On 22 November 2023, Jeremy Hunt delivered his Autumn Statement. The general message… We’re making progress, but we’re not out of the woods yet!
We’re currently living through a cost of living crisis, with some sections of the population really feeling the pinch. Inflation has dropped, but is still dominating headlines. It currently sits at 4.6% for the 12 months to October 2023, which, although much lower than it has been all year, is still significantly higher than the 2% target imposed on the Bank of England.
Jeremy Hunt announced that the government have met the three economic priorities (halve inflation, grow the economy, reduce the debt) they set out in January 2023. As such, he is now focused on achieving higher growth and productivity.
Here are the key headlines and what they might mean for you…
The State pension triple lock is staying in place. This means that State Pensions will increase each year by the higher of:
- Inflation as measured by the Consumer Prices Index (CPI) in September,
- The average increase in wages across the UK from May to July, or
This means that the state pension will rise by 8.5% in 2024/25, as will pension credit.
National Insurance cut
The surprise package was a cut to National Insurance (NI) for employees and the self-employed.
The main rate of employee NI (class 1) will be cut from 12% to 10% from 6 January 2024. In the 2024/25 tax year, class 4 NI contributions will be cut from 9% to 8% for the self-employed who have net profits between £50,270 and £12,570.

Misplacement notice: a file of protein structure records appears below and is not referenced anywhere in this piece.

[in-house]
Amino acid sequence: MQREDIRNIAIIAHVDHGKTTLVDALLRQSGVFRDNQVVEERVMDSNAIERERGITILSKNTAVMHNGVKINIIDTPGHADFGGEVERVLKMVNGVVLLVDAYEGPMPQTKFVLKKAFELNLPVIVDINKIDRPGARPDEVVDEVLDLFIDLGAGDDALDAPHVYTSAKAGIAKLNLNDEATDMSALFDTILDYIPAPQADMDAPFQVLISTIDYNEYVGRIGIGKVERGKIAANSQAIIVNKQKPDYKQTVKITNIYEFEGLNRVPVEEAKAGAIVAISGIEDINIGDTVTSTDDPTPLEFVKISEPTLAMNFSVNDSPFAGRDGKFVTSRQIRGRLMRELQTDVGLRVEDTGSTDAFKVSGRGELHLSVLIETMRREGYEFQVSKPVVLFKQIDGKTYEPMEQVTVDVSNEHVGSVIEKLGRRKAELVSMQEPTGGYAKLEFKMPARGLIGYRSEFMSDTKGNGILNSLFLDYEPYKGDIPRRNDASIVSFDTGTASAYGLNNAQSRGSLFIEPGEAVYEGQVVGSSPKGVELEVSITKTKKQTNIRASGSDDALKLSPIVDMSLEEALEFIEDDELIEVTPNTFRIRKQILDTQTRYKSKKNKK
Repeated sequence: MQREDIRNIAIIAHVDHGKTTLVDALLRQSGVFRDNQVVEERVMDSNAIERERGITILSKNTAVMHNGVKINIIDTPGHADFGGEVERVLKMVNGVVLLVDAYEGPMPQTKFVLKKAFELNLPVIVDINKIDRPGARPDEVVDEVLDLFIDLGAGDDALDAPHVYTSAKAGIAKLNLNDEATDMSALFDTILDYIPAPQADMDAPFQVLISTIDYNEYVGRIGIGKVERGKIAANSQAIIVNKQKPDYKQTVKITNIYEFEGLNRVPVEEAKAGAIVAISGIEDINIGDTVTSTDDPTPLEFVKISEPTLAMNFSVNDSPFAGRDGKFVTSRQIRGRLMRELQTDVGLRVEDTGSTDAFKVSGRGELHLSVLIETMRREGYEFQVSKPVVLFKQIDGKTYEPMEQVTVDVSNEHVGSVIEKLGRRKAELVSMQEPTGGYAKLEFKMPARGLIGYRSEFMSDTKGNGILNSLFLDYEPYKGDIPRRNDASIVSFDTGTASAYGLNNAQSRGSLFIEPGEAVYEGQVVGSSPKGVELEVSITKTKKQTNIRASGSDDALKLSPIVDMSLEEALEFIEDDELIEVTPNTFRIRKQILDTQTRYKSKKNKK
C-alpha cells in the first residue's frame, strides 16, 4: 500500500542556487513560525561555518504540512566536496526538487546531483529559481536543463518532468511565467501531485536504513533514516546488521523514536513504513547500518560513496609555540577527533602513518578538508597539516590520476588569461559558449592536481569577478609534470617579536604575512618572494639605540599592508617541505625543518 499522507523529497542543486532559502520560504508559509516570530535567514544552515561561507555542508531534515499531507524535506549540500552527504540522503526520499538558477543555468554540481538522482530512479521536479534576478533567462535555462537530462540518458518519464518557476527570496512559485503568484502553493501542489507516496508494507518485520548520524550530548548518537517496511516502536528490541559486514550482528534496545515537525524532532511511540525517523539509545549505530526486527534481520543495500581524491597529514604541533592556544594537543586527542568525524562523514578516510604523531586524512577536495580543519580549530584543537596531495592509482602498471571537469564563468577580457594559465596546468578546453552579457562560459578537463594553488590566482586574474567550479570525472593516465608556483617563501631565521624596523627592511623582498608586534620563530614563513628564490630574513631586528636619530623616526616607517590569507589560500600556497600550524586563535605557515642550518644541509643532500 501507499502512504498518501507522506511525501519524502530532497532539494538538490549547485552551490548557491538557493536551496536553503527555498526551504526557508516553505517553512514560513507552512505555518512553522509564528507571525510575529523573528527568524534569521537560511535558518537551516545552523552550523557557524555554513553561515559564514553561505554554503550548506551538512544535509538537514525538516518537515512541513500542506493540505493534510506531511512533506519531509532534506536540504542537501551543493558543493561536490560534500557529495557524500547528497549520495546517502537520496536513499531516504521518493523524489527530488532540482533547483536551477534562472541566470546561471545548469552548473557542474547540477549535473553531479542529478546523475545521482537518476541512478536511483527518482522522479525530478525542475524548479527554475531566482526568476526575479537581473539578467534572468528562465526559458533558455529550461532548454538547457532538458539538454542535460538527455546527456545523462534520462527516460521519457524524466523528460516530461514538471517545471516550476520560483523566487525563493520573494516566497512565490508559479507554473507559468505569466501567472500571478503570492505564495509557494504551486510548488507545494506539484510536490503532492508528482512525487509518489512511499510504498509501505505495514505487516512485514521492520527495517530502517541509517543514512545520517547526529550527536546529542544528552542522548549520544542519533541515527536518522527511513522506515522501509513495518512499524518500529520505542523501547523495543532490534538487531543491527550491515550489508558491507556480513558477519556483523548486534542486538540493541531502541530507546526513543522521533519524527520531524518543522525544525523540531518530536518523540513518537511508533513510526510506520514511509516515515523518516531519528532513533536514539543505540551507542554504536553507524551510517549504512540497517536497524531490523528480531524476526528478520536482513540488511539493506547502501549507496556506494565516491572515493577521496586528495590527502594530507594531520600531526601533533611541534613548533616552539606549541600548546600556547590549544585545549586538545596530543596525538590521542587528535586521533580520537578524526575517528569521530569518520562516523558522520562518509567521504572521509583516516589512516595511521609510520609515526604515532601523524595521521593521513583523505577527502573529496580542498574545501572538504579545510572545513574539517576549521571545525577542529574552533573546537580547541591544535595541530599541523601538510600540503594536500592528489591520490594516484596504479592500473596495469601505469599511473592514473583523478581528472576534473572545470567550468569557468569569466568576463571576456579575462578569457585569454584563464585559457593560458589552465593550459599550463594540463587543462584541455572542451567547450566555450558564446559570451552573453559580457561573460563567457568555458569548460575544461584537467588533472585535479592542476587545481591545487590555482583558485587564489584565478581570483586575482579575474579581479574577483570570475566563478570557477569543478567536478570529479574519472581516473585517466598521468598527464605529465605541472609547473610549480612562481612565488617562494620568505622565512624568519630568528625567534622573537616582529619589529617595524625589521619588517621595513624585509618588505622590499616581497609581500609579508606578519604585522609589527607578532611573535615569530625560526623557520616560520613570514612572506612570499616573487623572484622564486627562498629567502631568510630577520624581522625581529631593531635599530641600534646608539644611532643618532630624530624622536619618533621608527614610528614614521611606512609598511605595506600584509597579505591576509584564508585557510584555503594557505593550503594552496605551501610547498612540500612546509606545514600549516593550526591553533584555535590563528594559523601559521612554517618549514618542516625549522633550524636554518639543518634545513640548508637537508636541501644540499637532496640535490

The government is also abolishing class 2 NI contributions. Those with profits under £6,725 and others who pay this voluntarily to buy state pension years will continue to be able to. For those paying voluntarily, the government has decided to maintain the current rate of £3.45 per week for 2024-25.
There were no new announcements, however, Jeremy Hunt did confirm that the abolition of the lifetime allowance will happen via the Autumn Finance Bill 2023 and is effective from 6 April 2024.
ISA limits will remain the same, however, ISA holders will be able to contribute to multiple ISAs of the same type in each tax year from April 2024 as well as make partial transfers.
The types of investments that can be held in a Innovative ISA have also been extended to include Long Term Asset funds, open-ended property funds and fractional share contracts.
Small pots – a pension for life
The government want to make it easier for employers to pay into an employees existing pension scheme when they change employer.
All in all, a fairly benign Autumn statement. The only real difference maker will be the changes to NI. The other bits are more fiddling around the edges.
If you would like to discuss anything in this Autumn Statement, please do get in contact.